Is it a golden age for South African photography? Perhaps, although it really depends on how much weight one attaches to foreign awards and praise,
which have generously been directed in the way of a handful of South Africans. In May, Johannesburg photographer Mikhael Subotzky, together with his English designer pal Patrick Waterhouse, won the 2015 Deutsche Börse
Photography Prize for their collaborative book project Ponte City, about the chimney-shaped residential block in central Johannesburg.
Photographers are continually made aware of power
The pair triumphed over three other shortlisted photographers, including
Viviane Sassen, a Dutch photographer whose fashion and art projects extensively use African settings and subjects; and gender activist Zanele Muholi who in 2013 received a Prince Claus Award for achievements in the field of culture and development. Muholi is exhibiting at the Brooklyn Museum, New York.
Her solo exhibition, Isibonelo/Evidence, includes a grid of 60 black-and-white portraits of black lesbians from Muholi’s on-going Faces and Phases series – started in 2006 and exhibited to great acclaim at Documenta 13 in Kassel, Germany, in 2012. The New York Times heaped praise on her uniformly sized
portraits, likening them to German painter Gerhard Richter’s 48 portraits of men of letters that he painted for the German pavilion at the 1972 Venice Biennale.
Two years ago, Muholi’s portrait series appeared in the South African Pavilion at the 2013 Venice Biennale.
This year, Subotzky, whose Ponte photos have just been acquired by the National Gallery of Art in Washington DC, is showing a new video work on artistic director Okwui Enwezor’s main exhibition at the Venice Biennale, which closes in November. But the achievements of two photographers don’t
constitute a golden age – so let me cast the spotlight a little wider. In July, three other South African photographers – Cape Town-based Pieter Hugo, London-based Gideon Mendel and New York-based Brent Stirton were short-listed for the Prix Pictet, a global photo competition offering a R1.3m first prize.
Twelve photographers have been shortlisted, from SA, France, Israel and the US. Stirton, a multiple World Press Photo award winner, has been shortlisted for his series on the battle to safeguard Virunga National Park in the Democratic
Republic of Congo. Mendel, who is an uncle of Subotzky, was selected for his long-term project documenting global warming and flooding. Hugo was nominated for his 2009 essay Permanent Error, which focuses on an electronic waste dump in Ghana.
Like much of Hugo’s earlier portraiture, Permanent Error, which was shortlisted for the 2012 Deutsche Börse Photography Prize, encapsulates his interest in photographing marginalised figures and peripheral realities with pin-sharp accuracy and craftsman-like finesse. While some photographers, privately at least, bemoan the international success of Hugo, Muholi and Subotzky, their achievements tend to suggest the operability of John F Kennedy’s famous 1963 remark that “a rising tide lifts all the boats”.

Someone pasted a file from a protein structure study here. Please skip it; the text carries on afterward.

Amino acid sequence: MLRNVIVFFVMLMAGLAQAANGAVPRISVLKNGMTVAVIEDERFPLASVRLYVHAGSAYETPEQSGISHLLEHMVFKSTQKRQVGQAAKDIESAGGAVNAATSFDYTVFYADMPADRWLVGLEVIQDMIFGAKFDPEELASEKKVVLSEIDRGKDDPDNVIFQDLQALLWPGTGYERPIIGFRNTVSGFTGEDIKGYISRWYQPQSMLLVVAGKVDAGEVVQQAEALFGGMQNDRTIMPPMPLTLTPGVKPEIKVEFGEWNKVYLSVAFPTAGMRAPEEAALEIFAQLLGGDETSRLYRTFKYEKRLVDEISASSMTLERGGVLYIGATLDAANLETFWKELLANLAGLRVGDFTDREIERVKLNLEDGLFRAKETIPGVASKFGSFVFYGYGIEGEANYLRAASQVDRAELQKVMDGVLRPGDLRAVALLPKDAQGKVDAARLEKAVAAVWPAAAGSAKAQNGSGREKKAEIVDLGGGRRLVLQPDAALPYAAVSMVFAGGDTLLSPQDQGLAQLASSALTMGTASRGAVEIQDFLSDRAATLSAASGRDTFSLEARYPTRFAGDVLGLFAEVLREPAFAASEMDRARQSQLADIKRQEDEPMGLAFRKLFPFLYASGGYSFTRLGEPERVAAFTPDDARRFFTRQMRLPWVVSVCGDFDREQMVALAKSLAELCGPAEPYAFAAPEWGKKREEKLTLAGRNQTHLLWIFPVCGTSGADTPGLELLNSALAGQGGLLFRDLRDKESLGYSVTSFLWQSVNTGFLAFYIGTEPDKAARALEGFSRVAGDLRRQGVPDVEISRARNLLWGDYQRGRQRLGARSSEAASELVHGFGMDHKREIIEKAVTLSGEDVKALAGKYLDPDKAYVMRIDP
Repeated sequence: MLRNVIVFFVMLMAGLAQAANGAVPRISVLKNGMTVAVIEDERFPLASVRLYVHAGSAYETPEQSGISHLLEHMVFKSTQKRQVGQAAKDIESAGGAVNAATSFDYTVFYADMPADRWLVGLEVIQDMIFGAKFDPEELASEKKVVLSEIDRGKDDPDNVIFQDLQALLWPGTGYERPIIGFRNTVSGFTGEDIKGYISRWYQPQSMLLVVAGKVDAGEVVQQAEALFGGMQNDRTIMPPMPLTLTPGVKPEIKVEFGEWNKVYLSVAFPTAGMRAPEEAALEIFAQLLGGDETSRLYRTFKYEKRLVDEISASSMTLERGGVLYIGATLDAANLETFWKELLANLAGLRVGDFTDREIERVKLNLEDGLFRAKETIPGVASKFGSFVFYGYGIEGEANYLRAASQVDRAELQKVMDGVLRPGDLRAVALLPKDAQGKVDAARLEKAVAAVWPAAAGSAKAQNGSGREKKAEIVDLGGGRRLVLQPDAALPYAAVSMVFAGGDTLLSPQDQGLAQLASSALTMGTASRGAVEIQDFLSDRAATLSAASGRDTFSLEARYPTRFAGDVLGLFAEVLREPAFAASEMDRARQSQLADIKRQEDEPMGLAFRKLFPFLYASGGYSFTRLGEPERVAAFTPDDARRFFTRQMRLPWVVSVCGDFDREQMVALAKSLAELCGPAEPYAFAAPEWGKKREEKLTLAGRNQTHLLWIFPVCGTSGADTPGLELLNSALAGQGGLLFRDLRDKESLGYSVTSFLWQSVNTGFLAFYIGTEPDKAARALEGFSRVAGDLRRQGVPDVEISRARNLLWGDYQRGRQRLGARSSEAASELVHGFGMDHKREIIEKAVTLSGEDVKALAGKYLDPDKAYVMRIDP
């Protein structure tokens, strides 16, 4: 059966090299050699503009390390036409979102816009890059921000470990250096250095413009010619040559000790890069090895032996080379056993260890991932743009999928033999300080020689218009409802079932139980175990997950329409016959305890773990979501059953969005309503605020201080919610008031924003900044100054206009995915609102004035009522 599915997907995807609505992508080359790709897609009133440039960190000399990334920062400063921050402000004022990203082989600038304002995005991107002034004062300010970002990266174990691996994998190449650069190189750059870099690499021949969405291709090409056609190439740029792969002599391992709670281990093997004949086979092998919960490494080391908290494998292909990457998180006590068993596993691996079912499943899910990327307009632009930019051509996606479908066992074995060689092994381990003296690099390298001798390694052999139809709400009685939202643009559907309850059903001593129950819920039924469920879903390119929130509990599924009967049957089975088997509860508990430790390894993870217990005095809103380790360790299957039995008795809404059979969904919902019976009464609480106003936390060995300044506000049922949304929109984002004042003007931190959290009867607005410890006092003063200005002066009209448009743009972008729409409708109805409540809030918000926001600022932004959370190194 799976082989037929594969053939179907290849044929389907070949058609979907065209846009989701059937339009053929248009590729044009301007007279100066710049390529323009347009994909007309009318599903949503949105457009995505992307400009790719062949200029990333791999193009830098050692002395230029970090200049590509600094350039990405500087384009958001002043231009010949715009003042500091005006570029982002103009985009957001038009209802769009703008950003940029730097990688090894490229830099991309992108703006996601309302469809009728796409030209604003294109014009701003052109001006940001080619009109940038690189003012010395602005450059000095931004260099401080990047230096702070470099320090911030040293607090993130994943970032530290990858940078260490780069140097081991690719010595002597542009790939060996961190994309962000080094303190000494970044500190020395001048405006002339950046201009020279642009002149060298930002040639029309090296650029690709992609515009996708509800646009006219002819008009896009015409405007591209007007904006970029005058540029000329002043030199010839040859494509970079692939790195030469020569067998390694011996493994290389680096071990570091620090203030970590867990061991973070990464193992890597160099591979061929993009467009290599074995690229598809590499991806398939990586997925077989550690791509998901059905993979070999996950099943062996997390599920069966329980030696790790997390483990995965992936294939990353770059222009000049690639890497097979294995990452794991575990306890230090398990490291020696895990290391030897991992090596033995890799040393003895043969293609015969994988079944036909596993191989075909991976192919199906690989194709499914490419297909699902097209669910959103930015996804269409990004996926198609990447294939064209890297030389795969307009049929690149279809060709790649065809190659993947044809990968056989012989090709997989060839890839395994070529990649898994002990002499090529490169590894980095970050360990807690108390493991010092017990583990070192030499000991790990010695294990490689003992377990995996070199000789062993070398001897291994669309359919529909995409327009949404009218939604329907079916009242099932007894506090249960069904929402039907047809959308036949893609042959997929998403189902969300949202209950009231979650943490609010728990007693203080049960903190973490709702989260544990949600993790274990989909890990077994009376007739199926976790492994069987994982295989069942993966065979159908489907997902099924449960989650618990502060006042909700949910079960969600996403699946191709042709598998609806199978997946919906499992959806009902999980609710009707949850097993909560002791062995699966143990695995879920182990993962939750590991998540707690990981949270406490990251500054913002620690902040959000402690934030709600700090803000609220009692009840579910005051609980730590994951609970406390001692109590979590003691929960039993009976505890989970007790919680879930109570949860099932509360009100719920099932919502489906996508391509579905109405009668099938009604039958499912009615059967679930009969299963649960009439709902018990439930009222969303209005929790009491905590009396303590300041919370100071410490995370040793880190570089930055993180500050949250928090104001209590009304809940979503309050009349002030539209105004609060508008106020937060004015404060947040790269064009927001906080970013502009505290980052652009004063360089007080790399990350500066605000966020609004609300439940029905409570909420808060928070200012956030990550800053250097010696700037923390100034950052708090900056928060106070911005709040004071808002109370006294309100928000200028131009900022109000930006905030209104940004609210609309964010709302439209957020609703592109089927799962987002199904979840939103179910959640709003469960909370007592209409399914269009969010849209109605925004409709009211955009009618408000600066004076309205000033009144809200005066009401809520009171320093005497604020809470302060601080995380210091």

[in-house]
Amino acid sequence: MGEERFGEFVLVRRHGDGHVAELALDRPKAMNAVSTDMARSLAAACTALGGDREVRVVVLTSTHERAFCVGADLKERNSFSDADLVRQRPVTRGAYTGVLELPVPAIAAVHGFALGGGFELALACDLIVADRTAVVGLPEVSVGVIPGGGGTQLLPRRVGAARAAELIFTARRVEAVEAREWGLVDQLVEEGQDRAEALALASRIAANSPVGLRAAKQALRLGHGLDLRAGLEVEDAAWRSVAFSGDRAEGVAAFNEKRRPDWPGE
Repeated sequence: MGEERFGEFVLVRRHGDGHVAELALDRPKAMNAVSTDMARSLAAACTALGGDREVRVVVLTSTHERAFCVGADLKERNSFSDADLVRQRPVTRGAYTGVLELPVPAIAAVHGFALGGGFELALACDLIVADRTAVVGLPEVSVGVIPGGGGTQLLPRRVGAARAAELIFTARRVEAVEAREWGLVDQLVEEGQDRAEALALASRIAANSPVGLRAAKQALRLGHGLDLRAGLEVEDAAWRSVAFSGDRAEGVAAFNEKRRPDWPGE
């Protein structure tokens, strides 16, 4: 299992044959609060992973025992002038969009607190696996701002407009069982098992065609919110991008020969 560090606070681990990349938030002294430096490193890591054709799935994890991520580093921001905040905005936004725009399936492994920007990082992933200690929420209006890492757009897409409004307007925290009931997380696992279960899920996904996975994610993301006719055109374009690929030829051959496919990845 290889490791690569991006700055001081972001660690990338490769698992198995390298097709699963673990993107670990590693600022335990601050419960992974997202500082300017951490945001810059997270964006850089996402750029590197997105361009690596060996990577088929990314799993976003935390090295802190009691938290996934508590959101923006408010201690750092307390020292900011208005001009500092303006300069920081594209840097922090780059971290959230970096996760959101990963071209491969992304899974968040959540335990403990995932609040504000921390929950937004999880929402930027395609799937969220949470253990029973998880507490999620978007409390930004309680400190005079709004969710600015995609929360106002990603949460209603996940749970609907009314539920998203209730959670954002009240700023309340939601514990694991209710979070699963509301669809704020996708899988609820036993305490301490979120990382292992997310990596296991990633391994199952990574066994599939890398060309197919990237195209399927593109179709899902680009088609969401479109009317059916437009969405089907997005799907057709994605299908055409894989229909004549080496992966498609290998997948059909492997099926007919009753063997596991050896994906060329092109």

Oliver Kruger, a former assistant to Hugo, has just had his first book, Golden Youth, published by Italian photobook imprint L’Artiere Editions. The Deutsche Bank Collection recently bought a selection of photographs from Thabiso Sekgala, who was mentored by Subotzky. They include excerpts from his breakout Homeland essay: colour portraits of young men and women living in KwaNdebele and Bophuthatswana.
John Peffer, a US art historian on a research fellowship at Wits, cautions against too broadly interpreting these achievements as evidence of a wider interest in South African photography. Pointing to the uplift younger photographers like Kruger and Sekgala (who committed suicide in 2014) received through their past associations, he says that there is in fact only a “small subset” of individuals reaping the benefits of international exposure. And most tend to work in a defined mode.
“There is still much homage to the social documentary tradition here, even though it is more the look of documentary than the substance. That kind of old-fashioned photography still appeals to a mass audience.” SA is also well known abroad for its visual journalism exposing inequity and brutality, he adds. “So to some extent the rest of the world is receptive to realist images emanating from SA via photography. Much of the current interest is a continuation of this.”
Peffer concedes that his argumentative attitude belies his sense that there is “something special here, which is why I keep coming back to this swirling pot of greed, ambition, corruption, talent, beauty and heart”. “Our stuff is oddball, exotic, looks exciting and has that element of ‘holy shit’,” says designer Garth Walker, who collected Hugo and Muholi early into their careers. Walker is the publisher of the irregular little magazine ijusi, which has released two photographic portfolios showcasing work by Hugo, Subotzky and Roger Ballen.
The portfolio found few private buyers, he says, but has been snapped up by international museums. Issues of journalism and oddity are not the only reason South African photography is such hot property abroad, says Kirsty Cockerill, director of the New Church Museum in Cape Town. There is also the freighted history of photography and its discredited uses in cataloguing and classifying people.
“South African photographers, both black and white, are continually made aware of the power dynamics when photographing the other. They have been made aware through social discourse that their own identity is not neutral. Maybe that’s why they invest time and find intimacy with their subjects.” Perhaps describing the accomplishments of a handful of committed documentarians as a golden age is a bit of stretch. Let’s settle on a proud whoop!